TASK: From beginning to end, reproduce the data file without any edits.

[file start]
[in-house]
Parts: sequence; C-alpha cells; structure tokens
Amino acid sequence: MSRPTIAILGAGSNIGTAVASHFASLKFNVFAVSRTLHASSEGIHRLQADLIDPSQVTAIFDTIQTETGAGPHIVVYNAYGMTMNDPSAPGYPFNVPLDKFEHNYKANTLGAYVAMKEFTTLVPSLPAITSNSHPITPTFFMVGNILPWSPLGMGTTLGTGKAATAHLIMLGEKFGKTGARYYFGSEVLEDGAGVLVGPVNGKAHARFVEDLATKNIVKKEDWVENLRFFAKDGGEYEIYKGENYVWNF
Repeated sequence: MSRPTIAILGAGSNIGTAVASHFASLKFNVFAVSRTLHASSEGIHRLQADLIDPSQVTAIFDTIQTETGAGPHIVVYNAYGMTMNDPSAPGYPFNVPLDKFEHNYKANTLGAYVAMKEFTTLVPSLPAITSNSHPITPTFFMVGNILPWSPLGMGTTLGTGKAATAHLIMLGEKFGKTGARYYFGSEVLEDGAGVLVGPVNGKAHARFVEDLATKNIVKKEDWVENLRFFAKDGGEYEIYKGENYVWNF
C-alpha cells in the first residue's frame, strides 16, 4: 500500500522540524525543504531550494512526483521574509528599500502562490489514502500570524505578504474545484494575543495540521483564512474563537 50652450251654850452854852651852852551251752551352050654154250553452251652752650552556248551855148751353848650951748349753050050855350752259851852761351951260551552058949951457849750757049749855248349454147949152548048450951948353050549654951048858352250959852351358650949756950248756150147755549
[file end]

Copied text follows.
[in-house]
Parts: sequence; C-alpha cells; structure tokens
Amino acid sequence: MSRPTIAILGAGSNIGTAVASHFASLKFNVFAVSRTLHASSEGIHRLQADLIDPSQVTAIFDTIQTETGAGPHIVVYNAYGMTMNDPSAPGYPFNVPLDKFEHNYKANTLGAYVAMKEFTTLVPSLPAITSNSHPITPTFFMVGNILPWSPLGMGTTLGTGKAATAHLIMLGEKFGKTGARYYFGSEVLEDGAGVLVGPVNGKAHARFVEDLATKNIVKKEDWVENLRFFAKDGGEYEIYKGENYVWNF
Repeated sequence: MSRPTIAILGAGSNIGTAVASHFASLKFNVFAVSRTLHASSEGIHRLQADLIDPSQVTAIFDTIQTETGAGPHIVVYNAYGMTMNDPSAPGYPFNVPLDKFEHNYKANTLGAYVAMKEFTTLVPSLPAITSNSHPITPTFFMVGNILPWSPLGMGTTLGTGKAATAHLIMLGEKFGKTGARYYFGSEVLEDGAGVLVGPVNGKAHARFVEDLATKNIVKKEDWVENLRFFAKDGGEYEIYKGENYVWNF
C-alpha cells in the first residue's frame, strides 16, 4: 500500500522540524525543504531550494512526483521574509528599500502562490489514502500570524505578504474545484494575543495540521483564512474563537 50652450251654850452854852651852852551251752551352050654154250553452251652752650552556248551855148751353848650951748349753050050855350752259851852761351951260551552058949951457849750757049749855248349454147949152548048450951948353050549654951048858352250959852351358650949756950248756150147755549